Trust Article

How a New Program Is Restoring Oyster Populations

A creative collaboration taps unused oysters to help clean up New York Harbor

November 11, 2021 By: Carol Kaufmann Read time:

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How a New Program Is Restoring Oyster Populations

At the end of May, a group of New York City high school students and eager volunteers all wearing red life vests hoisted 15-pound rust-colored mesh bags into a gray motorboat in New York Harbor. Each bag contained live oysters. Really big oysters. The kind you’d almost never see at a restaurant or seafood counter.

Also on board: scuba divers.

The group chugged out to Governors Island, just south of the tip of Manhattan and a stone’s throw from the western border of Brooklyn. They pulled up to a precise location in the water indistinguishable from any other—except that, 15 feet beneath the surface, steel cages sat waiting on rocks and shells. The divers jumped into the water, and the team on board tied a long cord to the bags and heaved them into the murky water, where the divers pulled the bags under water and placed them into what they call “oyster condos.” The sacks will eventually dissolve, and the oysters will live out their lives much like oysters in the wild.

Oyster grower Chuck Westfall sorts his shellfish into crates by size. “There’s no real wild oysters left. Save a few pockets, they all come from farms,” he says. But an oyster farm provides “an environmental service—a 3D structure for things to attach and grow on, nesting areas and hiding places, and attraction for game fish.”
Lexey Swall for The Pew Charitable Trusts
On Westfall’s Thatch Island Oyster Farm on the south shore of Long Island, bags full of growing oysters bob up through the shallow briny water. A partnership between Pew and The Nature Conservancy purchased many of Westfall’s oysters for restoration sites in New York.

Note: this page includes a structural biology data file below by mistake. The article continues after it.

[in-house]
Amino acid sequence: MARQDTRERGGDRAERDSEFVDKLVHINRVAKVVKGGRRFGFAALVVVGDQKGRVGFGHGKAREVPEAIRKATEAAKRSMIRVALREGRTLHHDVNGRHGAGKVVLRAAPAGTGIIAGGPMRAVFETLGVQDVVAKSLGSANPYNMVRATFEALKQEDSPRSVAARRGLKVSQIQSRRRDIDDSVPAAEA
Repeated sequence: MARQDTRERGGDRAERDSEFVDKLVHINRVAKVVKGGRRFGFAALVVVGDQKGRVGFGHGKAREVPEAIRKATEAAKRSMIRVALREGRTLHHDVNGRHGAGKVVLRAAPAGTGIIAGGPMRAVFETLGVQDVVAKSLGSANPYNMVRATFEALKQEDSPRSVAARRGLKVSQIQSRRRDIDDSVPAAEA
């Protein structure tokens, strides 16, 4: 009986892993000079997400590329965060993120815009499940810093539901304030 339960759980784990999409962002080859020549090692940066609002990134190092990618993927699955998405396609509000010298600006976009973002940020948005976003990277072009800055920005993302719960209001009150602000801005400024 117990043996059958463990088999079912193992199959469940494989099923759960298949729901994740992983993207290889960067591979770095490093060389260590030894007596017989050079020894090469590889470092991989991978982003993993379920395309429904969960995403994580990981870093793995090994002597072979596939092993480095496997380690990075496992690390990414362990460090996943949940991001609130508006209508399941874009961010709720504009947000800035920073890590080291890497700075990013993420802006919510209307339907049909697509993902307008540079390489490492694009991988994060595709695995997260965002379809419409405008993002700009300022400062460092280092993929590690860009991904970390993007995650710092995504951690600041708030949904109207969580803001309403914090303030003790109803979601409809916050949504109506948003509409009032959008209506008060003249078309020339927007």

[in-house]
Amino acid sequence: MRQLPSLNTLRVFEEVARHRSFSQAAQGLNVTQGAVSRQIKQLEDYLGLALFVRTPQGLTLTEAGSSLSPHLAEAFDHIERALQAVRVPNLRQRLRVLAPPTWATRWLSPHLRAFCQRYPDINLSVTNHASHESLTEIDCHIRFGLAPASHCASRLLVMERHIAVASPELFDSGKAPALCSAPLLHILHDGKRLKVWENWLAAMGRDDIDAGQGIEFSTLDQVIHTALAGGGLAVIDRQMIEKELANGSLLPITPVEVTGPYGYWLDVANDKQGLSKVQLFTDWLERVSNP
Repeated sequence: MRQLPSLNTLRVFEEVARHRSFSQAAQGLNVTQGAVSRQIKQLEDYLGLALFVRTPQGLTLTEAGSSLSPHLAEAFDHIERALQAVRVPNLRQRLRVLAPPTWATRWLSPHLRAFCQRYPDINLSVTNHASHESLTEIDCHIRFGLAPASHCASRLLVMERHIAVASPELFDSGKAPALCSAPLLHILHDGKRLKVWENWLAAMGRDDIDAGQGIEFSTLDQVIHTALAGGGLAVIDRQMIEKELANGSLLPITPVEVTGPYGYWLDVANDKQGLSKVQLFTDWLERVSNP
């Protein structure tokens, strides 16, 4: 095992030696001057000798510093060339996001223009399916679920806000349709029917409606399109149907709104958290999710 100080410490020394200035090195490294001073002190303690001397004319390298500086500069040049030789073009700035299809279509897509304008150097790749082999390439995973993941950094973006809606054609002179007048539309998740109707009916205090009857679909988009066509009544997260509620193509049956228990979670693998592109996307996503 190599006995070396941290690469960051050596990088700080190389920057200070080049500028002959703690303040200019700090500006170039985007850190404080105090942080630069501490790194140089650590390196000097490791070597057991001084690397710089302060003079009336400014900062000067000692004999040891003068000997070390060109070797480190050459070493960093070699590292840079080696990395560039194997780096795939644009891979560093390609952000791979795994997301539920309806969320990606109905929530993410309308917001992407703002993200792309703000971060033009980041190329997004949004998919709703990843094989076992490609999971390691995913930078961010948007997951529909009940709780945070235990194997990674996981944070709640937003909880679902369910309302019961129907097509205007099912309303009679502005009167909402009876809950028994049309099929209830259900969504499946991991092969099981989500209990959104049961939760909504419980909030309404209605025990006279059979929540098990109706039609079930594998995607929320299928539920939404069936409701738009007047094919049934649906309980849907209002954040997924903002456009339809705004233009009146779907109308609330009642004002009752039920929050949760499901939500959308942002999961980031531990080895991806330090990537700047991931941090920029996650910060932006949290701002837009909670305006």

Lexey Swall for The Pew Charitable Trusts

That late spring day was the culmination of an effort put together in response to the COVID-19 pandemic in less than a year by The Pew Charitable Trusts and The Nature Conservancy, which has been at the forefront of oyster restoration around the world. In October 2020 the two organizations turned an anonymous donation into a program called SOAR—Supporting Oyster Aquaculture and Restoration. With guidance and support from federal and state agencies and industry leaders, SOAR brings oyster growers and restoration experts together. Its goal is twofold: helping oyster farmers and rebuilding oyster reefs, a well-tested remedy to regenerate oyster populations and offset the decimation of the important marine bivalves that provide an essential role in keeping waters clean. In its first year, SOAR bought nearly $2 million worth of overgrown—and no longer commercially viable—oysters from farmers in New England, the mid-Atlantic, and Washington state with the goal of returning those oysters to the water.

“Oyster farmers expected 2020 to be a banner year, but by March many were bracing for the worst,” says Aaron Kornbluth, who works on Pew’s conserving marine life in the U.S. project. “When COVID hit and restaurants shut down, we realized it would have an outsized impact on farmers, who supply 95% of the world’s oysters. Many were afraid they wouldn’t be able to survive.”